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Job ‘gazumping’: A real headache for employers

“Businesses may think they have their staffing needs met, only to find that key new member of staff has been lured away to a competitor offering a bigger salary before they have even started.”

EMPLOYERS are increasingly being gazumped by new staff who have accepted an offer but not yet started work as the war for talent heats up.

Such is the shortage of business-critical staff in key sectors, new employees that are working out notice periods are accepting offers with higher pay leaving many businesses in the lurch. 

Together with increasing energy costs and continuing supply chain challenges, businesses are facing a perfect storm of increased costs that will ultimately have to be passed on to customers, says Gary Wong, a director at accountants Hillier Hopkins. 

Gary Wong

“Gazumping is something many homebuyers will know only too well and now it is hitting employers too, adding to an already challenging business environment,” says Mr Wong.

“Businesses may think they have their staffing needs met, only to find that key new member of staff has been lured away to a competitor offering a bigger salary before they have even started. There is no sign of this stopping any time soon and a real headache for businesses.”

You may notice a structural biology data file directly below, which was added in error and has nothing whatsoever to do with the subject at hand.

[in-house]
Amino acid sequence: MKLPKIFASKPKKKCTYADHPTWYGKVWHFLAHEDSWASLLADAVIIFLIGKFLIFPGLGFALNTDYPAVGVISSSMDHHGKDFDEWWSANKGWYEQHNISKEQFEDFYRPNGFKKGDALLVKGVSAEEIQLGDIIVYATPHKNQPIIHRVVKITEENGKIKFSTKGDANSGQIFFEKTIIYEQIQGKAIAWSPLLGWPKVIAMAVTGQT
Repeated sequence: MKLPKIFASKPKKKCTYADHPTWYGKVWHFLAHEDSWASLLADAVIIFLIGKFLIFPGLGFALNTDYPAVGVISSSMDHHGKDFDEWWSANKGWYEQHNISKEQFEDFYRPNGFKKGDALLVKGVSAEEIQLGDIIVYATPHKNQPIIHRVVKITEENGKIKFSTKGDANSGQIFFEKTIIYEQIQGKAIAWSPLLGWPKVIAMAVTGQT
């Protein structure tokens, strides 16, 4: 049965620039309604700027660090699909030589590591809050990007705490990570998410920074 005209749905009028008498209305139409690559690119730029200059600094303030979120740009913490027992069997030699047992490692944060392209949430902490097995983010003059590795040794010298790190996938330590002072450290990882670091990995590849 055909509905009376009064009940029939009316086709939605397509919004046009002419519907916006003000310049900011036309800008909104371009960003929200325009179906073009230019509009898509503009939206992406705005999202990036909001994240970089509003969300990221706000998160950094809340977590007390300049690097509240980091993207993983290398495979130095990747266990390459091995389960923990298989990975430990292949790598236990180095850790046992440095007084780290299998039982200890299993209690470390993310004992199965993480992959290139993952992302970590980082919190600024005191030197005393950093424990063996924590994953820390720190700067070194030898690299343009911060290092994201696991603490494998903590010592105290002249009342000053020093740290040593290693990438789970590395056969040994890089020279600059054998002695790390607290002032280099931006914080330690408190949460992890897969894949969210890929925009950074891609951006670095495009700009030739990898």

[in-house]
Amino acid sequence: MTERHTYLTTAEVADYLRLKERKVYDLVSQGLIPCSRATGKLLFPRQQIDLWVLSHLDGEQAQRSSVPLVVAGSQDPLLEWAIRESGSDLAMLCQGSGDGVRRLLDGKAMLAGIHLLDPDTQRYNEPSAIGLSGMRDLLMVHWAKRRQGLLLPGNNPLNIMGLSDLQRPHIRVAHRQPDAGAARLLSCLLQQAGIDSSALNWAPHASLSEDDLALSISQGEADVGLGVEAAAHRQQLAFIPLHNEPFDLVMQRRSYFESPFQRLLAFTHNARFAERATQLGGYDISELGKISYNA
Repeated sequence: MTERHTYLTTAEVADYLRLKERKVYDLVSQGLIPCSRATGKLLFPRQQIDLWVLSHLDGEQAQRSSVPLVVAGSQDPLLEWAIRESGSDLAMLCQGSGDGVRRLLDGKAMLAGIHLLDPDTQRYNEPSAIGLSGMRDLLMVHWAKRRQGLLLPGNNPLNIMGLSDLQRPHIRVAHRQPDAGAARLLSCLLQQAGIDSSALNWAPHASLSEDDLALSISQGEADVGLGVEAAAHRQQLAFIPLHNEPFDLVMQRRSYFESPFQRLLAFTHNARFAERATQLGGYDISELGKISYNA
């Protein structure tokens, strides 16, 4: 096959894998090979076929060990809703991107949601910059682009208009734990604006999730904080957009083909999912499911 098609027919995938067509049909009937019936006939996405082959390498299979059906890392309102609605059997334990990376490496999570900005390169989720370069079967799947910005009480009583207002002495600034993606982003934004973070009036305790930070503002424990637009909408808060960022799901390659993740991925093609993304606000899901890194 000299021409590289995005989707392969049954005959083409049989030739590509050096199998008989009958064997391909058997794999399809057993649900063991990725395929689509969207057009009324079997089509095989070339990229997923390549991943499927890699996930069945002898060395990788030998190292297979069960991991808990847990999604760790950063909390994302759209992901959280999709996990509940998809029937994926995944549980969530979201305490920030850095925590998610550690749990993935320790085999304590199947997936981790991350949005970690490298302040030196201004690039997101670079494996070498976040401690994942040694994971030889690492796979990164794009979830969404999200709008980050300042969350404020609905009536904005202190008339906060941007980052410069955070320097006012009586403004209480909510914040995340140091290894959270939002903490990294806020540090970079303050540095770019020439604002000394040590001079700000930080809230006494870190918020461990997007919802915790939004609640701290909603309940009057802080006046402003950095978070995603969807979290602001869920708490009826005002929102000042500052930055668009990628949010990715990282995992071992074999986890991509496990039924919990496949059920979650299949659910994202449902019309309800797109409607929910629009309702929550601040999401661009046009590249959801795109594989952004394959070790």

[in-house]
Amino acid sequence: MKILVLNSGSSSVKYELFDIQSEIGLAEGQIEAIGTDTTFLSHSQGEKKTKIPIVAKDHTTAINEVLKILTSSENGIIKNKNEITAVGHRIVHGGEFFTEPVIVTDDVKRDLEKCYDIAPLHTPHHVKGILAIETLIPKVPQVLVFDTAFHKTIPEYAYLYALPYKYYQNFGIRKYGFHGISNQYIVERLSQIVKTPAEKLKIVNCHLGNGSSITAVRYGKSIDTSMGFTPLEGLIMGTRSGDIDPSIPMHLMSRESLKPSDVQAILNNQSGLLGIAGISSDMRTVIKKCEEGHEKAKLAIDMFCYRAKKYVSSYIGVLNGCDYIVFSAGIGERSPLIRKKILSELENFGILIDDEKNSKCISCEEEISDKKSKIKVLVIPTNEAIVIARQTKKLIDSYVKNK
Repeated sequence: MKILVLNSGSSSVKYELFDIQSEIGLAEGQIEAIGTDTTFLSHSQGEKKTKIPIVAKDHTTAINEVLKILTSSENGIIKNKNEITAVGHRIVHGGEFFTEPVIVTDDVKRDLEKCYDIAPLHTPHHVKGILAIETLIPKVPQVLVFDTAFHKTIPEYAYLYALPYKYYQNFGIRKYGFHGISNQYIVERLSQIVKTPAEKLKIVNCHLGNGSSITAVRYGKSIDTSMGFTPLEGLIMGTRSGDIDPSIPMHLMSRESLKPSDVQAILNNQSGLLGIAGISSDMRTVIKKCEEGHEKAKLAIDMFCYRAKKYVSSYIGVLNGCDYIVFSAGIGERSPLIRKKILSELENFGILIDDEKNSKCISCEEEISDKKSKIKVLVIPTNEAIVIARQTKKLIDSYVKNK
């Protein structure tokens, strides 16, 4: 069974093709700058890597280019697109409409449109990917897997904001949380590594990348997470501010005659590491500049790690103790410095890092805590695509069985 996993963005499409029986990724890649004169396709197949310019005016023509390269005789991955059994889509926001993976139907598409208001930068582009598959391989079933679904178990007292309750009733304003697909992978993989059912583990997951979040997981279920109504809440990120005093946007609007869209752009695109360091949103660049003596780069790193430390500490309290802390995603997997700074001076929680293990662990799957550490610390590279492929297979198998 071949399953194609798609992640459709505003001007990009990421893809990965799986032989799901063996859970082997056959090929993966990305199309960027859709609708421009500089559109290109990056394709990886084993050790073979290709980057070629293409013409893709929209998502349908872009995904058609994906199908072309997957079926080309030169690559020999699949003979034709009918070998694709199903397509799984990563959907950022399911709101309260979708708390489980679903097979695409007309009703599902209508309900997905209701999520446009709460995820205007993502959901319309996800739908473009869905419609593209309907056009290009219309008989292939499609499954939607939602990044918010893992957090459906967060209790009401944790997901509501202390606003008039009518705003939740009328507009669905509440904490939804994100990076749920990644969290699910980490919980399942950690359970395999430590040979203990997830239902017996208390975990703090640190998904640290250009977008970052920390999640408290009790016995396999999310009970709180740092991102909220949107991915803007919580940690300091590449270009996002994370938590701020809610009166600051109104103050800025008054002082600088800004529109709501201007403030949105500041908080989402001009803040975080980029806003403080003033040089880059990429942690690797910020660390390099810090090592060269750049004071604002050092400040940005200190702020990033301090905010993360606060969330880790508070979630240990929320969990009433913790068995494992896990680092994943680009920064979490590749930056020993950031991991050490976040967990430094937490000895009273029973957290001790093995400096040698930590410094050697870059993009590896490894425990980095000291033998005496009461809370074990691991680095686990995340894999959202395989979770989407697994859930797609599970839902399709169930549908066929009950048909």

It is, says Hillier Hopkins, seen across many industries including logistics, social care, retail and hospitality, food manufacturing, agriculture, and financial and professional services.

Hillier Hopkins urges businesses to streamline recruitment processes to bring new staff onboard as quickly as is possible to avoid losing out and to look to include a greater level of engagement with the candidates during any notice periods.  

“Employers who have to wait three months or longer for a new member of staff to join are really suffering,” says Mr Wong. “In some industries, even a one week wait can see a business lose a new candidate.” 

For many businesses, particularly those that have struggled throughout the Covid pandemic, will have no choice but to pass on those costs to their own customers. 

“It is important that businesses forecast and scenario plan the next 12 months to see where those cost increases will occur. Forecasting cashflow will be essential. Businesses that can see challenging financial times ahead should engage with their funders and lenders to see them through.”

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